LETTER TO THE EDITOR: Will infrastructure funding help our small towns?
To the Editor:
How much of Biden’s $3.5 trillion budget plan is headed for Piedmont, or Westernport, or Keyser, or, for that matter, all small municipalities in the United States?
Most of these economic agendas end up helping larger metropolitan areas. I am sure in West Virginia, monies will be appropriated for the infrastructure of Corridor H and the New River Gorge Bridge, but what about in our area?
How about our small communities? They are in desperate need of refurbishing as well.
We need to live and function here day to day, for work, play, and our other activities of daily living. But just like they said in the Reagan years with trickle-down economics, “the money has to trickle down.”
I have lived in Piedmont for a year now. I notice some new improvements. The sidewalk in front of the new West Virginia University Riverside Rural Health Clinic has been replaced and is very nice, but as someone who walks around the city, I think it should be extended up the block to the end of the street because that section is in poor repair. In the center of town is a large lot that would make a beautiful park for people to walk, and especially for children to run, play, and get active, all important for their health and wellbeing. Many properties in the town could be torn down or refurbished. The city is working on adding a mural to the library building for beautification; I am excited to see that when it is completed.
Same goes for Keyser, where I resided for 82 years of my life. There are well kept areas, but there are also many properties that need refurbished and improved as well. Throughout the downtown area, they have added several murals by local artists to exemplify the rich history of Keyser as an original railroad town. These add a great feeling of pride in our history.
Keyser, and now Piedmont, are participating in the Hometown Hero Projects with signs to honor the heroes of our cities. In Keyser, they adorn the lampposts of the downtown area. In Piedmont, there are plans to add these signs on Ashfield Street, Second Street, and Third Street all the way back to the pool. These highlight the accomplishments of many individuals who contributed so much to our communities and way of life.
I am glad to see that Allegany County is ready to invest $25 million in infrastructure, including water, sewers, and roads. I am sure they will need much more. At the small-town level, Lonaconing is to be commended – their citizens, using their own ingenuity, developed Lefty Grove Park to honor him and beautify their town. What a great accomplishment for their city. Other small municipalities should use them as an example.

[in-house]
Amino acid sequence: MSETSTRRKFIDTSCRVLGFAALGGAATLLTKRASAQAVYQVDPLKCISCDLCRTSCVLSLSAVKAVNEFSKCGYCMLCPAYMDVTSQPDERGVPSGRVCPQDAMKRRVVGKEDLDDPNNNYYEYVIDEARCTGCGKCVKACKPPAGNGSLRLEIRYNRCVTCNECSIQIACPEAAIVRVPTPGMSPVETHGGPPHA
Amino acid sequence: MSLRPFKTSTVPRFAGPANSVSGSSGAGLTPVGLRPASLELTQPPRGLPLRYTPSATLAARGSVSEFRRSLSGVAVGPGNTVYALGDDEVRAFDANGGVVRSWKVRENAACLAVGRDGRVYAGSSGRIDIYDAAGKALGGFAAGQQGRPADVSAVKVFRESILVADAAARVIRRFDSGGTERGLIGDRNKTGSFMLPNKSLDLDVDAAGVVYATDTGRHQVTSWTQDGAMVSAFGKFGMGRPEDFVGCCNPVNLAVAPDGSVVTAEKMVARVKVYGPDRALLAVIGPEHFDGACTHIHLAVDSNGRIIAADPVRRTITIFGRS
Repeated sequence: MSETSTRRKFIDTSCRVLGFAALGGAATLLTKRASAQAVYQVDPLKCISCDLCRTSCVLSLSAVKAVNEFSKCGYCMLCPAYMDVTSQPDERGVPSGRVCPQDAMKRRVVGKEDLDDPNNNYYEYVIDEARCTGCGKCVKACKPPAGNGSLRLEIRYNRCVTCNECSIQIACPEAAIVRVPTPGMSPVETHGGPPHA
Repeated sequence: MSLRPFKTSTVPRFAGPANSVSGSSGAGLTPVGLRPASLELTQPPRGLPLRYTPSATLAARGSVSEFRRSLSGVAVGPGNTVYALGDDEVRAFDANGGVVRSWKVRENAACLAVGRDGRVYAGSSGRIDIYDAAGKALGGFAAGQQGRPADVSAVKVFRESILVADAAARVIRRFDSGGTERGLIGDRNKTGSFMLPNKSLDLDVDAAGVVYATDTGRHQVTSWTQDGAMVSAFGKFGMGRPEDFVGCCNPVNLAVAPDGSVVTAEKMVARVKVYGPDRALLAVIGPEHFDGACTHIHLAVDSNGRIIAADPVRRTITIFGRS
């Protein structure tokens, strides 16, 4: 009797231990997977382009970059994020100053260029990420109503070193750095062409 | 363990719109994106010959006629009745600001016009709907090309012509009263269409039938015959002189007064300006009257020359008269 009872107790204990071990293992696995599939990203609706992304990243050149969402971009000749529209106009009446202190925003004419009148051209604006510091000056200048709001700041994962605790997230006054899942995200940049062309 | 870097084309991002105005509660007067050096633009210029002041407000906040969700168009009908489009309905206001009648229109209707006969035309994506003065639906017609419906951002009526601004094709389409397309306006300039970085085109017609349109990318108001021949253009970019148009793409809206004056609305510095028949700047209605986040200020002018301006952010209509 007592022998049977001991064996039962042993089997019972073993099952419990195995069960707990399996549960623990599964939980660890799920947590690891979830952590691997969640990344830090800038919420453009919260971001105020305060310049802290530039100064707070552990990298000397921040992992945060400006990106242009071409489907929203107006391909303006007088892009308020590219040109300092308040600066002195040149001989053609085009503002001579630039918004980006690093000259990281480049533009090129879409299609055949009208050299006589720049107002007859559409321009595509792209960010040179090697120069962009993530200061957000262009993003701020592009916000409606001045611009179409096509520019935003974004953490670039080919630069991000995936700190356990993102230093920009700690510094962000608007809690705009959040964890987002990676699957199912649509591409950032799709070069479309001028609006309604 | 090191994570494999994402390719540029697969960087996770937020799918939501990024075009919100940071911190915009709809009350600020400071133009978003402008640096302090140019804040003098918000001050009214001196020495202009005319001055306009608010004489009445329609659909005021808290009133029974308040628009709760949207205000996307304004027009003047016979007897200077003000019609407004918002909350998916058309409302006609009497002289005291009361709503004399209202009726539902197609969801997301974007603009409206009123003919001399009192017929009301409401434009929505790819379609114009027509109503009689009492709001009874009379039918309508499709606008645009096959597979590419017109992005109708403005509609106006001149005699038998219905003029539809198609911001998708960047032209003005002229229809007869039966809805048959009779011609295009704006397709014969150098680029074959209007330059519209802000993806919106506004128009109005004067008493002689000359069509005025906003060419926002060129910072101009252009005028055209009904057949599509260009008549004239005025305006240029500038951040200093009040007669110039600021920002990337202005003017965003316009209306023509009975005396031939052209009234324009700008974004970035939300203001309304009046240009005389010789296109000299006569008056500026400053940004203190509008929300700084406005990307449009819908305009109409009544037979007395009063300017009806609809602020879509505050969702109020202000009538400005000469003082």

I agree, waiting for government funding to come our way is the easier way to make improvements… but that’s if it ever comes. In the meantime, communities, and we as individuals, can do a lot on our own to make our cities look and function better. Keeping streets and sidewalks clean is a must. Even if we can’t afford new streets, keeping potholes filled is an improvement as well. If a porch or other structure needs replaced, we need to fix it; we can’t wait for it to fall down and injure someone. Simple things like keeping grass cut and weeds pulled also add to the look and feel of a town. Even adding small details to your home-front and yard contribute to the beautification of the city and show a sense of pride in our surroundings.
In Piedmont, I am thankful that the city council is taking steps toward cleaning up sidewalks by passing ordinances prohibiting accumulation of trash on them. In addition, I give Piedmont an A+ on beautifying the downtown area with flower tubs. Keyser also added flower baskets to its downtown which is an improvement. Things like this are inexpensive ways to make a town look better and add a welcoming feel to us as citizens and visitors to our communities.
Waiting for the government’s help and infrastructure funding takes time and patience. In the meantime, there is so much we can do as citizens, especially if we all take accountability and pride in our communities.
So, think about this – what can you personally do to add to the beautification of your town? Do your part in making improvements… It’s the best way to go to promote quality of life for all of us.